The Internet Revolution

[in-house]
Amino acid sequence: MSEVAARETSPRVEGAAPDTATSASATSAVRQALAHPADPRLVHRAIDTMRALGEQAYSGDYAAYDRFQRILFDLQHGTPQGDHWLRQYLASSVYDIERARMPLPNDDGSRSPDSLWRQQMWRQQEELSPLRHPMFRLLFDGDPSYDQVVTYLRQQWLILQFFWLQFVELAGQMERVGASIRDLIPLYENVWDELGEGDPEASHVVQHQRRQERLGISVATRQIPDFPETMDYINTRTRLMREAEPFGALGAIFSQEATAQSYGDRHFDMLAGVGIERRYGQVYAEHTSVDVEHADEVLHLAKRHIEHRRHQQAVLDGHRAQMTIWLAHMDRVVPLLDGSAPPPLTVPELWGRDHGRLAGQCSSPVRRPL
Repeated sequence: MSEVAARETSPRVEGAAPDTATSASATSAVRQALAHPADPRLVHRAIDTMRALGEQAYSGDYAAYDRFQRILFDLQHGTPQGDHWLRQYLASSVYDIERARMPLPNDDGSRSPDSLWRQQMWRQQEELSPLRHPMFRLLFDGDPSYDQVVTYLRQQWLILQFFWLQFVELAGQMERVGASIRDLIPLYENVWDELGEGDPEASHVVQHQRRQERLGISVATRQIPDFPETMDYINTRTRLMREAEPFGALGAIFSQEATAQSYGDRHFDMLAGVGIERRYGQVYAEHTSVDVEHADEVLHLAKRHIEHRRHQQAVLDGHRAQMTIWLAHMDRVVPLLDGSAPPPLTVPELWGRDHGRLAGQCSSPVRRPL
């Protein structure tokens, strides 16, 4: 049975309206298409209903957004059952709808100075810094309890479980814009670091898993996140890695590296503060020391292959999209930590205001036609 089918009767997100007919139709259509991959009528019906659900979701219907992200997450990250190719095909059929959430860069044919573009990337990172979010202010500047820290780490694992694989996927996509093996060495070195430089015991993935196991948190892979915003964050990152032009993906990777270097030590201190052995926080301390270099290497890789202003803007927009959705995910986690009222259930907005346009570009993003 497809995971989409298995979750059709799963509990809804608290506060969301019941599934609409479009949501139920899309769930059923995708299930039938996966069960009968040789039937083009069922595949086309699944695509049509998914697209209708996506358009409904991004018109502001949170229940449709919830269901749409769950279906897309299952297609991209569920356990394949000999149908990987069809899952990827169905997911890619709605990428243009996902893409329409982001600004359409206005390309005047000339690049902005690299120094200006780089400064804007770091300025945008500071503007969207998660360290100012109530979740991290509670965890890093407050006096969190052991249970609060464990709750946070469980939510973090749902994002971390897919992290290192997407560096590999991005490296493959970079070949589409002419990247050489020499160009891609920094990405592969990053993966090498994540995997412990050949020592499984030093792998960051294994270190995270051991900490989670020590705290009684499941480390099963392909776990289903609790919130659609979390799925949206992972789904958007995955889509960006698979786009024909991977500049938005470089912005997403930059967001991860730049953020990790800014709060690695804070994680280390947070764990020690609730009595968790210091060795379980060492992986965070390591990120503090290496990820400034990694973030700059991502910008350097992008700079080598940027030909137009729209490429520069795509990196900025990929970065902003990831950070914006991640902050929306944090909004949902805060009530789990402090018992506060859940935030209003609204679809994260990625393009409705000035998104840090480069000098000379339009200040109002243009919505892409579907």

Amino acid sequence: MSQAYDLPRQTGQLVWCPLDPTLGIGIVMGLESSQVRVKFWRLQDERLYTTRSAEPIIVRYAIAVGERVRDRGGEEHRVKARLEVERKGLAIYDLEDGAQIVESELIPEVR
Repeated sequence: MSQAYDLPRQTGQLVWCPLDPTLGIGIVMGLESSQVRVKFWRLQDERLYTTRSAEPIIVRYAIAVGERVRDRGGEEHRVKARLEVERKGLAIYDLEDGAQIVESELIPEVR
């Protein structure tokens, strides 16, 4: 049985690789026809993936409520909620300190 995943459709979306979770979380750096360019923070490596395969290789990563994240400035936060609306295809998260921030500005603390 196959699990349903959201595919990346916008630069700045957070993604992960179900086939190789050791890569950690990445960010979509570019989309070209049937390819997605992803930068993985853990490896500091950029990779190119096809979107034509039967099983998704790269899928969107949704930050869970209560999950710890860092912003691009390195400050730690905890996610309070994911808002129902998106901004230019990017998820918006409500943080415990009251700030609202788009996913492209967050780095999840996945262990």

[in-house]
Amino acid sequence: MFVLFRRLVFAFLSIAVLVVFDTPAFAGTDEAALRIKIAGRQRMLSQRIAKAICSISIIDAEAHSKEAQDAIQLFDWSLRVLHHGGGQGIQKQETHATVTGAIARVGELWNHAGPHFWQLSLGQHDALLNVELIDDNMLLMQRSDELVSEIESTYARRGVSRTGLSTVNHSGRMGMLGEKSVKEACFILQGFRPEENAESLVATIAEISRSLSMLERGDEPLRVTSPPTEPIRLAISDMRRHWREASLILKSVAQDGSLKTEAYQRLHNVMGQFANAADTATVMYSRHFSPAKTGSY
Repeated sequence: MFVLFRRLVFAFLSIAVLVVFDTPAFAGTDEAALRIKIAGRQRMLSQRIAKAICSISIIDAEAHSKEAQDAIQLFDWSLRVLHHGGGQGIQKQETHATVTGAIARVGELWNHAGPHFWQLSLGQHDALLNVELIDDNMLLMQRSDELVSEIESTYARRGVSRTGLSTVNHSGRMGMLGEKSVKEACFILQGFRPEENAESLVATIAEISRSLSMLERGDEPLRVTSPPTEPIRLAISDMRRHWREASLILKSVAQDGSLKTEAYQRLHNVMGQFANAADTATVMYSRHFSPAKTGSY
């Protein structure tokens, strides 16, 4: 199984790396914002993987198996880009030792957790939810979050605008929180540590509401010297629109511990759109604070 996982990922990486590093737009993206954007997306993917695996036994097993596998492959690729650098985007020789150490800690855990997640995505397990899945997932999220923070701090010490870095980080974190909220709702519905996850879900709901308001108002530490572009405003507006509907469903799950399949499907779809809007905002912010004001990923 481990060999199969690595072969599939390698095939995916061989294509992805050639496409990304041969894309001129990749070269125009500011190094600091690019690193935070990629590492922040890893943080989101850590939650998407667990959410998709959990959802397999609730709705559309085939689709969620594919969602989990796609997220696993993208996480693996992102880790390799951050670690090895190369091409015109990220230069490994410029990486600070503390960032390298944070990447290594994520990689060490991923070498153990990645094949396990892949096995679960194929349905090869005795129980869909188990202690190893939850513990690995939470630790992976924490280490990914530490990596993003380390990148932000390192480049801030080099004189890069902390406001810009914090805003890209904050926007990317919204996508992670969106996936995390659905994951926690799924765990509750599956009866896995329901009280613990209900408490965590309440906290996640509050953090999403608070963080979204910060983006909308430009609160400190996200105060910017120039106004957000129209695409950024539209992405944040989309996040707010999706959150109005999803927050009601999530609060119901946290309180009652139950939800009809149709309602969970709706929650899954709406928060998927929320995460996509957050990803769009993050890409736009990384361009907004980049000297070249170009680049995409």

The Internet grew its roots early in the twentieth century, but it was not until 1995 that the internet grew into becoming what it is today. Although, the internet was created much earlier, dated far back to the 1960s. Back then, the internet was shared between a few universities and research departments where the users were primarily engineers and physicists. In 1989, the term World Wide Web was coined by Tim Berners-Lee, who suggested the idea of information from different computers being shared between one another (Briggs& Burke, 2009).In 1993 the World Wide Web browser Mosaic was launched which displayed images and text together.Created by Marc Andreessen, it was one of the first web browsers with a graphic user interface that allowed users to click on icons, menus and windows (Graphical User Interface, n.d.). This resulted in an exponential growth in traffic on the web. The Internet would allow people across the world to inform and educate each other on a common global platform (Briggs & Burke 2009, p. 266). News could spread faster, as the time for an event to occur to having it printed and delivered to people was shortened.Between 1993 and 1994 the design of websites was in the hands of those with knowledge of the programming language HTML (Hypertext Markup Language). Although the process of creating and editing web pages included an excessive amount steps. When the program AOLPress was released this process was reduced to less steps as the program allowed editing of the web pages while browsing (Moschovitis, Poole, Schuyler & Senft, 1999). In the beginning of the twenty first century, newspapers started to implement their content onto the Web. Smaller newspapers faced a lot of competition already from newspapers that were for free and relied on advertisement (Briggs & Burke 2009, p. 299). The added competition of news published online forced these businesses to either adapt to the new environment or go bankrupt.